Interpreting the Purpose of the Open Usage Commons Foundation

Yesterday, the Open Usage Commons (OUC) foundation announced itself. It is a non-profit which wants to ensure free and fair trademark use of the open source projects under its guidance. My Twitter feed was quick to denounce the OUC as a vanity foundation. It certainly is not. A vanity foundation serves to aggrandize its creators, and a name like “The Great Company Open Source Foundation” would then be apt. This is not the case here. Rather the OUC makes specific statements about trademark enforcement, so it has a purpose that is not vanity. Just what is that purpose, and why did existing foundations not fit the bill?

Lets take the second question first: Why did Google, as the owner-steward of the three open source projects given to the foundation (Istio, Angular, Gerrit) not transfer them to the Apache Software Foundation? I can only speculate, but if trademark enforcement was their goal, Google obviously felt existing foundations were too weak for this. According to the current FAQ, the OUC’s mission is to

“[…] help projects assert and manage their project identity […] through programs like conformance testing and trademark management.”

Open Usage Commons FAQ, 2020-07-09

There it is, the foundations’s purpose, which in its own words makes it “something wildely new in open source.” I admit I haven’t seen “conformance testing” in any other open source foundation’s bylaws, and so it depends on how serious the OUC is about this. In the extreme case, it will mean something like a full certification program with criteria design, consultants/trainers, and assessors to certify conformance that allows you to use the trademark to stay in business.

At this stage, it is too early to predict what is coming. However, here are the two extreme interpretations, to map out the possible future.

The benign interpretation is that Google wanted to do right by the open source projects and their communities. In particular Istio contributors and users were getting antsy about being at Google’s mercy re: trademark use. To give them peace of mind and to grow the ecosystem, Google transfered the trademark to a neutral authority, the OUC, which creates clear and fair rules on when and how to use the trademark. Everything is peachy.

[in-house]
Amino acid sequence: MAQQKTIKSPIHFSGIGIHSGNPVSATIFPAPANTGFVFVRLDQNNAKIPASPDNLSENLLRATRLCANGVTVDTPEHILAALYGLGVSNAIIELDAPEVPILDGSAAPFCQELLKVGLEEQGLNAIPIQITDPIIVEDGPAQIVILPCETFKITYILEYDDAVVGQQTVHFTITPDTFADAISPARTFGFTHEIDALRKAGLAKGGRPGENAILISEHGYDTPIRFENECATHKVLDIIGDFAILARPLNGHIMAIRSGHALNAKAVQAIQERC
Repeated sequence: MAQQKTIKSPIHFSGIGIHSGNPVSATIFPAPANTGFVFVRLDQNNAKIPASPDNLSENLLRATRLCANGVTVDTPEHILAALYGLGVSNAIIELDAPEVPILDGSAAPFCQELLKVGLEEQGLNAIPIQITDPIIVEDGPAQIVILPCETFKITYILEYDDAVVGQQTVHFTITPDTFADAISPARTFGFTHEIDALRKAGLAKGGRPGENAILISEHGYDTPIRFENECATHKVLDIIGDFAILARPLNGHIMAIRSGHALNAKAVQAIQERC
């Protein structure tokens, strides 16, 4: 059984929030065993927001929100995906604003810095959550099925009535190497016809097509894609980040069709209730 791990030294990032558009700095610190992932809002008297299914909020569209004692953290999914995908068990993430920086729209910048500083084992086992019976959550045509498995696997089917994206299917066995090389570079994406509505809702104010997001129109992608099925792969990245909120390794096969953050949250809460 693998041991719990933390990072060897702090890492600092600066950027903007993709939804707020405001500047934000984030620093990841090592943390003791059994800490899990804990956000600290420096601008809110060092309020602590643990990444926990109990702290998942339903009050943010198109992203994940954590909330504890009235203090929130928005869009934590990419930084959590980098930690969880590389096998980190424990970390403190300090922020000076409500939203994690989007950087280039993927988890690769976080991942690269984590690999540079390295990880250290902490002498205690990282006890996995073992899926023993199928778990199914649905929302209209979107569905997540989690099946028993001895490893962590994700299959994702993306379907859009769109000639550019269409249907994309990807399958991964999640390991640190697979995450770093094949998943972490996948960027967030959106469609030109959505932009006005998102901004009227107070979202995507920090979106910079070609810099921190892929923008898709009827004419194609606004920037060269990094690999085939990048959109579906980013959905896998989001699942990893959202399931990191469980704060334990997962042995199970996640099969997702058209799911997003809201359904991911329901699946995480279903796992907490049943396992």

The devil’s advocate interpretation is that the OUC’s conformance testing is a tool for keeping competitors away from the open source projects. The heat is on Istio, a commercially relevant service mesh. Google wants Istio to be even more popular, so that it can benefit from the project the open source way: Cost savings, innovation, recruiting, standardization, etc. At the same time, Google and its OUC partners may not want AWS or Microsoft to use it.

Previous attempts by companies to keep competitors from using their open source projects utilized license shenanigans and created a shitstorm that is still in everyone’s ear. Maybe using the threat of complex trademark conformance testing and auditing does the same job? What if a conformance requirement is at odds with how a cloud provider built its architecture? What if an audit can lead to unwanted disclosures? This way, those who define the conformance criteria can make life difficult for those who they want it to be difficult for. Knowing this, the competitor will stay away because uncertainty is costly.

That’s it: The two extremes of the possible future behavior of the OUC. The future is bright, one way or the other. Be safe and healthy!

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